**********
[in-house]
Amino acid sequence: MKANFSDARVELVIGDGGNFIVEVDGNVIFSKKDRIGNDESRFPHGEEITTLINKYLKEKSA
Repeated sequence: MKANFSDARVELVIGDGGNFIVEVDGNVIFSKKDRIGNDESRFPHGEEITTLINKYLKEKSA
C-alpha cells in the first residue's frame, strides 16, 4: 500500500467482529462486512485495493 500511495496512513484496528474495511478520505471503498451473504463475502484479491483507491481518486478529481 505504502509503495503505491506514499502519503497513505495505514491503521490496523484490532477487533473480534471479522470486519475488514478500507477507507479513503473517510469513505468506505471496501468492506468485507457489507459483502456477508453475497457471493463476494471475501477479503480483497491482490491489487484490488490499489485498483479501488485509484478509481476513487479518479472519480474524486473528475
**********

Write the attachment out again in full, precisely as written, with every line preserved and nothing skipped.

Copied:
[in-house]
Amino acid sequence: MKANFSDARVELVIGDGGNFIVEVDGNVIFSKKDRIGNDESRFPHGEEITTLINKYLKEKSA
Repeated sequence: MKANFSDARVELVIGDGGNFIVEVDGNVIFSKKDRIGNDESRFPHGEEITTLINKYLKEKSA
C-alpha cells in the first residue's frame, strides 16, 4: 500500500467482529462486512485495493 500511495496512513484496528474495511478520505471503498451473504463475502484479491483507491481518486478529481 505504502509503495503505491506514499502519503497513505495505514491503521490496523484490532477487533473480534471479522470486519475488514478500507477507507479513503473517510469513505468506505471496501468492506468485507457489507459483502456477508453475497457471493463476494471475501477479503480483497491482490491489487484490488490499489485498483479501488485509484478509481476513487479518479472519480474524486473528475